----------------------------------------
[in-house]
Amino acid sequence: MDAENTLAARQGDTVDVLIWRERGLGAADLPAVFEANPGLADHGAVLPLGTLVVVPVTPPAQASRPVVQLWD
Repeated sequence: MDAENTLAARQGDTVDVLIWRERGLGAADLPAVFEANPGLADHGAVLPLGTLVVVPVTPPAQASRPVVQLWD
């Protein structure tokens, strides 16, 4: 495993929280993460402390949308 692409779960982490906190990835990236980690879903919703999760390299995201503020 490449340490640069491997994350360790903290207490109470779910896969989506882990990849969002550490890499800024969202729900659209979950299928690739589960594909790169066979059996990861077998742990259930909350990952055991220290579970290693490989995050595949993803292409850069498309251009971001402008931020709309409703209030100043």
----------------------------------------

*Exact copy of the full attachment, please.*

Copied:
[in-house]
Amino acid sequence: MDAENTLAARQGDTVDVLIWRERGLGAADLPAVFEANPGLADHGAVLPLGTLVVVPVTPPAQASRPVVQLWD
Repeated sequence: MDAENTLAARQGDTVDVLIWRERGLGAADLPAVFEANPGLADHGAVLPLGTLVVVPVTPPAQASRPVVQLWD
């Protein structure tokens, strides 16, 4: 495993929280993460402390949308 692409779960982490906190990835990236980690879903919703999760390299995201503020 490449340490640069491997994350360790903290207490109470779910896969989506882990990849969002550490890499800024969202729900659209979950299928690739589960594909790169066979059996990861077998742990259930909350990952055991220290579970290693490989995050595949993803292409850069498309251009971001402008931020709309409703209030100043």